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February 11, 2014

Marvin Olasky, Yale '71, Releases 25th Anniversary Edition of Groundbreaking Book

A quarter century ago, Marvin Olasky wrote Prodigal Press: Confronting the Anti-Christian Bias of the American News Media. Last year, with the help of journalist and colleague Warren Smith, Olasky, Yale '71, released the 25th anniversary, revised edition of the book, which continues to remain relevant, even in a vastly different media world.

"When Prodigal Press came out in 1988, it was a seminal book and had a huge impact on a generation of young Christian journalists," said Smith. "But in the past 25 years, much has happened. Cable news has proliferated. The Internet has dramatically changed both the news and the advertising environment. Satellite and Internet radio has tens of millions of daily listeners in the U.S. alone."

Olasky is editor-in-chief of WORLD Magazine and the Distinguished Chair in Journalism and Public Policy at Patrick Henry College, while Smith is vice-president of WORLD News Group and the associate publisher at WORLD Magazine. In Prodigal Press, they reveal the bias within mainstream media, and also call out Christian journalists who play P.T. Barnum for God. The revised version takes cultural and technological changes into account and includes an appendix itemizing examples of media bias year-by-year from 1988 to the present.

A few years ago, Olasky and interns at WORLD sifted through Associated Press articles on current events, and noted how the views of conservatives, and Christian conservatives in particular, were conspicuously absent from the stories. Told from a liberal perspective, the news feed left out some of the hard and, at times, uncomfortable fiscal, moral, and ethical facts.

In an interview with BreakPoint, Olasky recalled how he slanted articles in the Boston Globe 40 years ago. A former member of the Communist Party USA, Olasky wrote about class warfare from a biased perspective.

"The editors loved it," Olasky said. "As a member of the Communist Party, I had no problem working for the Boston Globe."

But that doesn't mean that now, as a Christian journalist, Olasky thinks the pendulum needs to swing fully in the opposite direction. What he purports is writing and reporting in a way that tells the whole truth.

"Over the past quarter-century, I've learned more about the importance of offering salt, not sugar. We print what we believe to be true, not what we'd like to be true," Olasky writes.

Olasky calls it "journalistic humility," which attempts to convey God's perspective, rather than give readers what they want to hear: "We distinguish between issues on which the Bible is clear and those on which it isn't. We also distinguish between journalism and propaganda: we're not willing to lie because someone thinks it will help God's cause."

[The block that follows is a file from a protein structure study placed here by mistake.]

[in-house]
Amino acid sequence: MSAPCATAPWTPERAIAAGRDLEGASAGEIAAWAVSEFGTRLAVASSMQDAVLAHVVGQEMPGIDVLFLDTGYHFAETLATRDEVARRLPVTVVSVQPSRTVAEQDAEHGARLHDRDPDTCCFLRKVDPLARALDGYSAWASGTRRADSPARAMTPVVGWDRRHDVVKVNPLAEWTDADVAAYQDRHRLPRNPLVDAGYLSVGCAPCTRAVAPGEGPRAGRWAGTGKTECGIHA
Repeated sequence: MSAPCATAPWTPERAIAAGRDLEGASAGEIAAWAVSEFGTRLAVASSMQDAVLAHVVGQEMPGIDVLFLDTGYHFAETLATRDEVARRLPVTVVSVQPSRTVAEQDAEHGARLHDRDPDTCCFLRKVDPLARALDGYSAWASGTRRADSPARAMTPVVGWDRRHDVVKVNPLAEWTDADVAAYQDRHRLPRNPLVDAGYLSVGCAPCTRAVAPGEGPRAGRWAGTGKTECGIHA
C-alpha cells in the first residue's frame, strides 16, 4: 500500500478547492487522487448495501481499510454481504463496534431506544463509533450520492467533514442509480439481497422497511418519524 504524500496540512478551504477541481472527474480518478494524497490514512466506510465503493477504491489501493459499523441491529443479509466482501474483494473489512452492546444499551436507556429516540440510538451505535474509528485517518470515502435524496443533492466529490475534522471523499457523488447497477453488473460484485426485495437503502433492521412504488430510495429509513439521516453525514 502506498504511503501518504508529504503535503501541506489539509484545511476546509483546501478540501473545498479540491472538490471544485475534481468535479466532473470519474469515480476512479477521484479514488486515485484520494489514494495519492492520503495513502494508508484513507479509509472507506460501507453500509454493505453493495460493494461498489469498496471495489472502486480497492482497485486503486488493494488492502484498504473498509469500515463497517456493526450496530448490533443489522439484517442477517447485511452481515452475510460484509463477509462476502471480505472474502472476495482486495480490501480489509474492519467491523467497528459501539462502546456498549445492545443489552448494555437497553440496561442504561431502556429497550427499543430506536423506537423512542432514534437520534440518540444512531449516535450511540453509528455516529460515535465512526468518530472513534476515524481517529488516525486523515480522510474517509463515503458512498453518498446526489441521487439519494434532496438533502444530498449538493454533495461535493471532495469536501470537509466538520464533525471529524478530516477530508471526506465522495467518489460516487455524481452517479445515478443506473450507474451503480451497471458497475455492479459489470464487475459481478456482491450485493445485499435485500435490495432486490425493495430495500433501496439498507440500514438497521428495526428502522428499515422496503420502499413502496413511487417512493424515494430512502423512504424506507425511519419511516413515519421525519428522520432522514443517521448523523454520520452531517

In the BreakPoint interview, Olasky also noted that Christian journalism needs to reflect the "infinitely interesting" world the Lord created. While reporting ought to be done from a Christian worldview, it should also be shared in an entertaining and arresting way. That means also engaging the technology, but also being mindful of "the devil in the electronics."

"Talented Christians now, perhaps for the first time in the electronic age, have the opportunity to show on television the extent of Christ's lordship on public-policy questions and in every aspect of life," write Olasky and Smith.

The authors also share the good and the bad of the secular and Christian media. Even going back to biblical times, they show where biblical P.R. went wrong and where pure "godly relations" prevailed.

Christian journalism is a vocation that can have a profound impact, whether it's done well or poorly, they say.

"God does have a preferred medium: the Word," write Olasky and Smith. And how that Word is incorporated and how words are used to reflect what is true makes all the difference in what the culture ultimately comes to know about the events and issues of the day.

"If Christians are willing to report faithfully that God is sovereign, that Satan is active but under control, that man pursues evil by nature but can be transformed, and that God does answer prayers in the way that is best for our growth in grace—then, with God's grace, Christians will have the most insightful and exciting news publications and programs in the United States."
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